In my own report on Austria I addressed the controversy around the possibility of displaying topographical signs both in German and in Slovenian in certain municipalities in Carinthia and recommended the implementation without further delay of the judgment of the Constitutional Court on this issue. The judgment protected the principle of bilingual signage in areas where there was a significant number of persons belonging to a national minority.

Such an approach also means that local authorities, when dominated by minority representatives, should accept that the official language should be used in parallel with the minority one when necessary. Persons belonging to the majority in the country should not be discriminated against when they live in a region where they are in the minority.


Minority language education is absolutely essential for protecting language rights and for maintaining languages. Governments should seek to ensure that persons belonging to minorities have adequate opportunities to learn the minority language or even to receive instruction in this language. Bilingualism should be encouraged for all.

The right to adequate opportunities for minority language education should be implemented without prejudice to the learning of the official language or to being taught in that language. In fact, both the Advisory Committee and the High Commissioner on National Minorities have stressed the importance of the right to quality education in the official language, also for minorities.

This is essential in regions where persons belonging to national minorities have poor or no command of the state language(s) and as a result are excluded from essential aspects of community life. The Advisory Committee has discussed mentioned this problem in connection with Estonia, Georgia, Latvia and Moldova among others.

A deep problem in most European countries is that the teaching of and in the Romani language is almost totally neglected – even where there is a significant number of Roma inhabitants.

Contacts with authorities

The possibility to communicate with the authorities in one’s own language is another human rights concern voiced by persons belonging to a minority. This right cannot always be fully guaranteed in practice due to limited human and financial resources. However, the Framework Convention and the Charter state that governments should endeavour to enable such communication as far as reasonably possible when there is a real need.

Many states have chosen to regard the numerical size of a minority in a given area as the relevant factor for granting certain language rights and have established minimum thresholds for this purpose. These should however not be too high; the Advisory Committee has deemed a minimum level of 50 per cent to be unreasonable.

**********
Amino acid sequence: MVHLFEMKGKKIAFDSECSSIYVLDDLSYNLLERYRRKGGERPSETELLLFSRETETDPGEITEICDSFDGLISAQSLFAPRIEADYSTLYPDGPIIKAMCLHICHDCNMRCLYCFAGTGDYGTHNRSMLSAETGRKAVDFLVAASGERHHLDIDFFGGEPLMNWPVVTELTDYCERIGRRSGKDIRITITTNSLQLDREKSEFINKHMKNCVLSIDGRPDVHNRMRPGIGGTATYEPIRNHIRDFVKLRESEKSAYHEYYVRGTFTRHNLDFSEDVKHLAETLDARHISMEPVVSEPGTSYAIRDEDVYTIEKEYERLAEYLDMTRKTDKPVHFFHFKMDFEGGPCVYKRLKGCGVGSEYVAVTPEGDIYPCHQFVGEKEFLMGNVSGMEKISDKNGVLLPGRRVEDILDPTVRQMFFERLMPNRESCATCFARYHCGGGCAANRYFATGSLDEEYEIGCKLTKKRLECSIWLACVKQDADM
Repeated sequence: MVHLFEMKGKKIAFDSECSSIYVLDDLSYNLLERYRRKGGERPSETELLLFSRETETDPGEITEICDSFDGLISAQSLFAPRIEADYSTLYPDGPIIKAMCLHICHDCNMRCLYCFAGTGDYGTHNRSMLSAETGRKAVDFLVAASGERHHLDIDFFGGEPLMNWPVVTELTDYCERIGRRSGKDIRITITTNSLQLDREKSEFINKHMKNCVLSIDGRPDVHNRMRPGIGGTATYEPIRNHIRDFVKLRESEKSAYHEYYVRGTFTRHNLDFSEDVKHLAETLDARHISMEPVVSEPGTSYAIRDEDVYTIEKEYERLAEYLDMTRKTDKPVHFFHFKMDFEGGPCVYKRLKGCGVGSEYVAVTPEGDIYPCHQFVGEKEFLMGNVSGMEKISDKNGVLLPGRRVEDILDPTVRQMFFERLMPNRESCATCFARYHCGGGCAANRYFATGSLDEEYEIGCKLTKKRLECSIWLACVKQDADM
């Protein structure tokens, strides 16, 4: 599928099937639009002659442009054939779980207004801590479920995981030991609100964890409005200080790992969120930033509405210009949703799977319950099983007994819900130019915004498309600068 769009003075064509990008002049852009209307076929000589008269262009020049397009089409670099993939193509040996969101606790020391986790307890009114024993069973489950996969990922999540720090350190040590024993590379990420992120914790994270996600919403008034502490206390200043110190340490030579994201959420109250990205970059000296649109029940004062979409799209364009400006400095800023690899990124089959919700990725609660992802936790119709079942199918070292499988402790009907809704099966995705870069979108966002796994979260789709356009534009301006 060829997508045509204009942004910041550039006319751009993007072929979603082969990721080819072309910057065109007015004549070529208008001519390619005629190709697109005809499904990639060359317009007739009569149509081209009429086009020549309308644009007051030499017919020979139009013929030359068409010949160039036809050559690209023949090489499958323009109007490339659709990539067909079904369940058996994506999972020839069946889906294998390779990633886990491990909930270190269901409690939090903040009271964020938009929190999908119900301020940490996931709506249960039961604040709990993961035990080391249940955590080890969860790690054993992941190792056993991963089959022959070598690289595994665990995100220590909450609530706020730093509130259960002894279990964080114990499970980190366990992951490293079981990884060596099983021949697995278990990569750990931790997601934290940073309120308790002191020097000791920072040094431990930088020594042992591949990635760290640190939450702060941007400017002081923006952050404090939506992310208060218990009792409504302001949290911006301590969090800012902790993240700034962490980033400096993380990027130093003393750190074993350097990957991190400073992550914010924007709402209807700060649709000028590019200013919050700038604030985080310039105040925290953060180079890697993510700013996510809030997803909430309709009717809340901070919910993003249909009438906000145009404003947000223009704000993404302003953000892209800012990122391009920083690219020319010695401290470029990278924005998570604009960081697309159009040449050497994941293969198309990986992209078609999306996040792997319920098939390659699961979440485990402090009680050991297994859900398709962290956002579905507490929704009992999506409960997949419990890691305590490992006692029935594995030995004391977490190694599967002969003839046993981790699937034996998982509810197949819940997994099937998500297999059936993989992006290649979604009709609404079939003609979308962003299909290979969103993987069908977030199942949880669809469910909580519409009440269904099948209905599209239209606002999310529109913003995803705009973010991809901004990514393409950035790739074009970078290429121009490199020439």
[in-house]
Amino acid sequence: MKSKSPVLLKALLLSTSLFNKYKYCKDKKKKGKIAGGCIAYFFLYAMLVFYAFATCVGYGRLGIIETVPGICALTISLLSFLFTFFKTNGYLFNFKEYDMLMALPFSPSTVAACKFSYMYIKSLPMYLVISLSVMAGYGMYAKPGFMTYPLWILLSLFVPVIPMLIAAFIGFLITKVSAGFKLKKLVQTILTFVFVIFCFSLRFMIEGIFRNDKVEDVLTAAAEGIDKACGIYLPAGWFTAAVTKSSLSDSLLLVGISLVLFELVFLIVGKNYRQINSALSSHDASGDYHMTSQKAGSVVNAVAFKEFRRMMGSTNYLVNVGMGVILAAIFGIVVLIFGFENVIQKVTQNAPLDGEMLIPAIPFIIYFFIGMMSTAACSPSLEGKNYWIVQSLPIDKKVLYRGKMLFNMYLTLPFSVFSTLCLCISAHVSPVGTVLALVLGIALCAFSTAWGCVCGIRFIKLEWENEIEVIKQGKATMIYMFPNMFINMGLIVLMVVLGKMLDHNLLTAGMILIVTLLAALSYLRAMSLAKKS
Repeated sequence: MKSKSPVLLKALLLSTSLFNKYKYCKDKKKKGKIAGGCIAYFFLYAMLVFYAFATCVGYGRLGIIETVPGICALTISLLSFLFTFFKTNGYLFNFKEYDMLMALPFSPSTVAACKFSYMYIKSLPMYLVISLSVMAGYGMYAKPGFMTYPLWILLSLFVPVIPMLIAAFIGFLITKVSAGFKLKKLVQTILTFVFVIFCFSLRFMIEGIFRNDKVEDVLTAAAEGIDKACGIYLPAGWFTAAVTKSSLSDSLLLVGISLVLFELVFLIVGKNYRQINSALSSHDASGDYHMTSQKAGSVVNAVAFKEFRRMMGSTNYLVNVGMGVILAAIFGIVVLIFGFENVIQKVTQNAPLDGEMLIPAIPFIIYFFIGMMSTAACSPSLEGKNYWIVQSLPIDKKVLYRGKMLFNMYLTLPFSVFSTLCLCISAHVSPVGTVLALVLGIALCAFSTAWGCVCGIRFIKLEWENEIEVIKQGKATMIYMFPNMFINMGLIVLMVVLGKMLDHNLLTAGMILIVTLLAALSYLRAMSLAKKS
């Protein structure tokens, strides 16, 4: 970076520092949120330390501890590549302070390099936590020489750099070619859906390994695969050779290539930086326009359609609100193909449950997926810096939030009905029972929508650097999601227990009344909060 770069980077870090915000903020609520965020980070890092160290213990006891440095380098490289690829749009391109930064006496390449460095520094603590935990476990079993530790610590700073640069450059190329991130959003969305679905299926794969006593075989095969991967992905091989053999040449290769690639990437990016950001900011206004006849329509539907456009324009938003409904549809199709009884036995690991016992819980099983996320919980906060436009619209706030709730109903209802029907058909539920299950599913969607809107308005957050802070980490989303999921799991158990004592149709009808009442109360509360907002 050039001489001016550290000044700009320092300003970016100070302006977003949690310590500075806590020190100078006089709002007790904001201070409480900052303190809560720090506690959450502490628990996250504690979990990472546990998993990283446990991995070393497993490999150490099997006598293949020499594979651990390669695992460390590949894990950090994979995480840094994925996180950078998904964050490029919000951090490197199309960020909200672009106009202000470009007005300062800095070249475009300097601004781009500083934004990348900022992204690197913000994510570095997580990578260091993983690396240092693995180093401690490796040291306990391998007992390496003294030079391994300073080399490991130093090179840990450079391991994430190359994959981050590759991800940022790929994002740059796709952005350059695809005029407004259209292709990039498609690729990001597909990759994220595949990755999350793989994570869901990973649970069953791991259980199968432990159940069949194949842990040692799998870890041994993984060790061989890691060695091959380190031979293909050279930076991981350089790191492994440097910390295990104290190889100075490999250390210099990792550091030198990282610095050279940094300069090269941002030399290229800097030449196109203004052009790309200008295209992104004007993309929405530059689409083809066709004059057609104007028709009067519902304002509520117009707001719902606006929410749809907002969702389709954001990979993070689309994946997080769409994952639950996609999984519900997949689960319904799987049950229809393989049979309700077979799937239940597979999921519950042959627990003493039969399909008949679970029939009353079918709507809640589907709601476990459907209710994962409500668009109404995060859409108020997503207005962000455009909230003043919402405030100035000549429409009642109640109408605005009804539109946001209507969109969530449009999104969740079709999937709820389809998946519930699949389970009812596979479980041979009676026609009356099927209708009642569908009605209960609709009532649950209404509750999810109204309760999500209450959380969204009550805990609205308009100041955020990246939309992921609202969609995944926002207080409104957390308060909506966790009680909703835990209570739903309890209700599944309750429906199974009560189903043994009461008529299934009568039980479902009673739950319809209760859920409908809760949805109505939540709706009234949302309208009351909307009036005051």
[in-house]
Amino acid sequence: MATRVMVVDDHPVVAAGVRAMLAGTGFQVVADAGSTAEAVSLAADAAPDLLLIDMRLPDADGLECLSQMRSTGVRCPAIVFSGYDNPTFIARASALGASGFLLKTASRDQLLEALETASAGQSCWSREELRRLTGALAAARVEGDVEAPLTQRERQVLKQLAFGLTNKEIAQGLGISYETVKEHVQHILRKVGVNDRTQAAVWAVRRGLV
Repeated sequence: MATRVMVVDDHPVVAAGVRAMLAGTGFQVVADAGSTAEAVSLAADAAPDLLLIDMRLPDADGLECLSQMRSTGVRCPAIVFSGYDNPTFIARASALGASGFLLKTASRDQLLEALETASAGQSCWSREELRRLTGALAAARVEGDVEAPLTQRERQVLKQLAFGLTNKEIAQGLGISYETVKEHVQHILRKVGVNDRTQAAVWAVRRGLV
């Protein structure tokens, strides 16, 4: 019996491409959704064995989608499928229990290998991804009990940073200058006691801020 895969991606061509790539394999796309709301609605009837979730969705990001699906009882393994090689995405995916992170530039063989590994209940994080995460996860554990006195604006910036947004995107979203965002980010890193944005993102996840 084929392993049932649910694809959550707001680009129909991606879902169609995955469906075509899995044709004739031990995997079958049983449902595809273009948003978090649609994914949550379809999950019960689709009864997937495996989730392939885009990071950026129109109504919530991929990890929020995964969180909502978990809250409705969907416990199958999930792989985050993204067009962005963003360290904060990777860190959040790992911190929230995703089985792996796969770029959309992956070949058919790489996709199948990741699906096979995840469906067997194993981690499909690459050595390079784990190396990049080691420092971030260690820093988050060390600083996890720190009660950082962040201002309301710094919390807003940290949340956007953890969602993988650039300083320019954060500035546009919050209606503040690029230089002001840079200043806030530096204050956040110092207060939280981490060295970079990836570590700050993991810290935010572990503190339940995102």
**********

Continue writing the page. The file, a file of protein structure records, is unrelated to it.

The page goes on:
In recruitment policies public administrations should not demand proficiency in the state language beyond what is necessary for the post in question. Access to employment for persons belonging to national minorities must not be unduly limited. In parallel, a constructive approach is recommended, for instance, through offering applicants from national minorities an opportunity to be trained in the state language. At the same time, recruitment of civil servants with knowledge of the relevant minority languages will also enable administrations to better serve the whole population.

Such positive measures are especially important when the government decides to take steps to protect and promote the official language. Sanctions to enforce the law on the state language should be avoided. The focus should rather be on the need to harmonise such legislation with the law protecting minority languages – to avoid contradictions and to guarantee that the language rights of all citizens are respected.


The possibility to establish minority language media is another area of interest for persons belonging to national minorities. The media should ideally reflect the plurality and diversity of the population. State regulation of the broadcast media should be based on objective and non-discriminatory criteria and should not be used to restrict enjoyment of minority rights.

Persons belonging to national minorities should have access to national, regional and local broadcast time in their own language on publicly funded media. Quotas for broadcasting time in the official language(s) should not prevent public or private broadcasting in minority languages. The Advisory Committee has found a number of negative examples of this type of quota, for instance in Azerbaijan.

A positive example was the decision in Turkey to open a 24 hour television channel in Kurdish which was seen as a signal of a changed attitude towards a minority whose rights have been repressed for years. I have been informed that there are similar plans for the Armenian language.

The basic lesson we ought to have learned on all these issues is that the human rights concerns could only be effectively addressed through a serious assessment of the genuine needs of the minorities.

Too often authorities have not listened carefully to them when policies have been developed. It is crucial that governments maintain close communication with persons belonging to national minorities and seek a thorough and continuing consultation – a constructive dialogue.